The student news site of Carlmont High School in Belmont, California.

Scot Scoop News

The student news site of Carlmont High School in Belmont, California.

Scot Scoop News

The student news site of Carlmont High School in Belmont, California.

Scot Scoop News

‘Dune: Part Two’ successfully continues the saga

Dune Sandworm / Astronimation / Wikimedia Commons / CC BY 3.0
Fan art of a Sandworm from Dune.

Gusts of sand swoosh over the colossal dunes, expanding endlessly into the distance. Interspersed within the sand mountains lay rock formations that serve as a home to the Fremen, the native people of the planet. Beneath the gritty changing floor of the desert lay the sandworms, gigantic creatures that burrow under the sand and come up to the surface when they hear rhythmic sounds, growing to a size 400 meters long, — the size of four football fields — according to Frank Herbert in his book, “Dune.” 

“Dune: Part Two,” the sequel to the book-based movie series, was released in the United States in March. It featured A-list actors such as Timothée Chalamet as Paul Atreides and Zendaya as Chani. The movie, lasting 2 hours and 46 minutes, features the rise of a Messiah, the gathering of an army, and several duels to the death. The Sci-fi and Adventure movie received a 93% on Rotten Tomatoes.

“I think the actors played their characters well, especially that of Paul Atreides and Chani. You could tell every emotion they had, highlighting their character progression,” said Ella Henderson, a sophomore at Carlmont who watched the movie.

“Dune: Part One” was released in 2021. Despite the time gap, the movie’s smooth transition illuminated its continuous storyline.

“They did a great job of making it one long story. I think where they left off from the original Dune movie was a perfect cliffhanger, and where they continued showed more input and context as to how this life on Dune is set up, and you got to see the emperor and other parts in the second movie,” Henderson said. “I think it flowed well despite having a gap between the two movies’ release dates.”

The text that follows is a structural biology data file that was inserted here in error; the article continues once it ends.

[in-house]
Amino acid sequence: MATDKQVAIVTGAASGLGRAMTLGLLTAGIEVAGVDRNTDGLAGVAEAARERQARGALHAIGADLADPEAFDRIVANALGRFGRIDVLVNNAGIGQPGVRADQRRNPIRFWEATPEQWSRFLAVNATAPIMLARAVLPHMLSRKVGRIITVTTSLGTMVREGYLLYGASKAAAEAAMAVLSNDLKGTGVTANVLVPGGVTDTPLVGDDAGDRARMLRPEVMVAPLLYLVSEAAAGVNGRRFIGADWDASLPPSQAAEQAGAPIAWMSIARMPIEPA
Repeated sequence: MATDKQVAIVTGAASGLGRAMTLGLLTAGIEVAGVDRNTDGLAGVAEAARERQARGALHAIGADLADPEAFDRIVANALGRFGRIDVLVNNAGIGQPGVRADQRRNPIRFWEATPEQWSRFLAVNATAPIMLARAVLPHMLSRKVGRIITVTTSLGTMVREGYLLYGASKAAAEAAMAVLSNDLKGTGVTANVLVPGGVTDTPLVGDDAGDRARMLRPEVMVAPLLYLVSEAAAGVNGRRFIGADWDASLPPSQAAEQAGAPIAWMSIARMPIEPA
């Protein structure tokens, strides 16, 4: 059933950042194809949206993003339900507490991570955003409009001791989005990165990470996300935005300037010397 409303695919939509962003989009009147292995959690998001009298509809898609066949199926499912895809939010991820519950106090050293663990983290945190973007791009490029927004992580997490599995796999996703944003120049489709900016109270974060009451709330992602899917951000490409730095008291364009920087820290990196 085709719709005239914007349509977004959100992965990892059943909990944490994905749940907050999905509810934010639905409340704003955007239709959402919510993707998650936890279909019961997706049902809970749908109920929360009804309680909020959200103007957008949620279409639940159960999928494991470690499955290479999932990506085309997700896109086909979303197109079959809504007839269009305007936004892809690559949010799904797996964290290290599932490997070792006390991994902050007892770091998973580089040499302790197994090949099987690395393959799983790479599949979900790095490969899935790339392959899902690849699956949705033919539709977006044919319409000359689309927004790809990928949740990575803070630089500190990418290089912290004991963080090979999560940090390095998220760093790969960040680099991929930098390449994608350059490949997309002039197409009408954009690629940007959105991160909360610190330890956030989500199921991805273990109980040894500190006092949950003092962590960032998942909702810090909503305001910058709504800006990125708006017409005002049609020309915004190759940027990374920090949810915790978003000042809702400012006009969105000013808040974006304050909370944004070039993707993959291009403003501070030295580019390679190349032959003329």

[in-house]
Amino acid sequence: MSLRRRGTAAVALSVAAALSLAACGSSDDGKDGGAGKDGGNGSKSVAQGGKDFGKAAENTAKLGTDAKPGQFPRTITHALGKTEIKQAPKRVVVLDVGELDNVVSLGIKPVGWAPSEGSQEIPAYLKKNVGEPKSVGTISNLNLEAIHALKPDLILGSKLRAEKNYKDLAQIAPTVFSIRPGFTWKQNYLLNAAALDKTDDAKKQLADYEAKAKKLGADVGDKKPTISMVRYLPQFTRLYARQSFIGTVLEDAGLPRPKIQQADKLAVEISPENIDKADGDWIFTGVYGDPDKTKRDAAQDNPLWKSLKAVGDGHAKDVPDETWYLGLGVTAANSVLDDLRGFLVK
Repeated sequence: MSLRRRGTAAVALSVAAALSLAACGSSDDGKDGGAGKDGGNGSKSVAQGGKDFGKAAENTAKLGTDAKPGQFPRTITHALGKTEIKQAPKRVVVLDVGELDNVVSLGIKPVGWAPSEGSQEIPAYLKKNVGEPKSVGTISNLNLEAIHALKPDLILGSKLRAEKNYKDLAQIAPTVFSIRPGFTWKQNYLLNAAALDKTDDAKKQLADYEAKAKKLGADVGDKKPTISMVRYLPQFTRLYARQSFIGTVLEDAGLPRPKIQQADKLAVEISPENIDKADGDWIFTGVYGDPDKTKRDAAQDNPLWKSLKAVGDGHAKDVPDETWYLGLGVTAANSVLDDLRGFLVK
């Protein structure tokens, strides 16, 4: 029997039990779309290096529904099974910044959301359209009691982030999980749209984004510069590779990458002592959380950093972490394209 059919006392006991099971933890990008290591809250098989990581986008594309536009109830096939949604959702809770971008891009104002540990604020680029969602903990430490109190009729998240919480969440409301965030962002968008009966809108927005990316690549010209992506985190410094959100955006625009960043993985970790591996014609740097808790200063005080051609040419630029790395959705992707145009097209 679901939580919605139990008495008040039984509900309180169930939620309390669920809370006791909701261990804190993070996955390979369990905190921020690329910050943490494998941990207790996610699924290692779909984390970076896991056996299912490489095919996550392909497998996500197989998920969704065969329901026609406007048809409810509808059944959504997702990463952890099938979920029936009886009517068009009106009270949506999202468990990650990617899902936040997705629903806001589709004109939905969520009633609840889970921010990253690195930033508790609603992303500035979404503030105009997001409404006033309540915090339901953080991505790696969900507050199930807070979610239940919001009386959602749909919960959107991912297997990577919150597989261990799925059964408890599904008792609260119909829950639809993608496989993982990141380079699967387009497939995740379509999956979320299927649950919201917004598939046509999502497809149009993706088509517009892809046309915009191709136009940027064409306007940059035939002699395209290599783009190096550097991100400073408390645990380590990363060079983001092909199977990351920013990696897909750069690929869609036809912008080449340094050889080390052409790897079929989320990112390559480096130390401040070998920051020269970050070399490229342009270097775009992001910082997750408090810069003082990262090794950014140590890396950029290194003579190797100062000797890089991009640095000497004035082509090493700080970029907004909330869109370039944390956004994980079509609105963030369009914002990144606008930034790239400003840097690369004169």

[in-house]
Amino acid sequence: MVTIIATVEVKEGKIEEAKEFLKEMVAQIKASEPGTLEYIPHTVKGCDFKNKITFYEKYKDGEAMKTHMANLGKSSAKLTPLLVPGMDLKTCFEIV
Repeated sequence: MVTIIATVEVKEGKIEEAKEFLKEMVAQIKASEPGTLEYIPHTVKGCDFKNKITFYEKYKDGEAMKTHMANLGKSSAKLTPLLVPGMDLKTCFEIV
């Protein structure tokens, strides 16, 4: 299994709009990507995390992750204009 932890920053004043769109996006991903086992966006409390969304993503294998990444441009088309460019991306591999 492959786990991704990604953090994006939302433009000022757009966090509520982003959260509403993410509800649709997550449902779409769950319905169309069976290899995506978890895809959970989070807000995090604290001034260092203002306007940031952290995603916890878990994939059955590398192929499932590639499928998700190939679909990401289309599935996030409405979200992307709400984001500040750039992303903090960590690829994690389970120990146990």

Many people, however, don’t believe the movies stayed completely true to the initial story published in 1965. Herbert goes more in-depth within the book than the movie, elaborating more on the religion, ecology, and political situation set about by the demand for the “spice,” a substance found solely on the planet Dune which is used for interplanetary travel and acts as the primary source of strife within the storyline.

This results in the omission of specific plot points and crucial details from the movie.

“The movies weren’t as accurate to the books as I wanted them to be; they changed the timeline and omitted some of the characters from the books I liked. I don’t know if it affected the story, but it affected how I liked the movie because they missed out on some pretty fun character interactions. I think those other characters and their interactions with Paul would have brought his character more dimension because there wasn’t a lot of characterization within the movie,” said Mya Green, a Carlmont student who read the Dune books.

Overall, “Dune: Part Two” proves to be a captivating movie for many people.

“I thought it was a cool movie that did not feel as long as it was,” said Gabriel Rui, a Carlmont junior.

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About the Contributor
Maya Price
Maya Price, Staff Writer
Maya Price (Class of 2026) joined journalism because she thought it would be more interesting than regular English. She likes reading and her dog, Osa.

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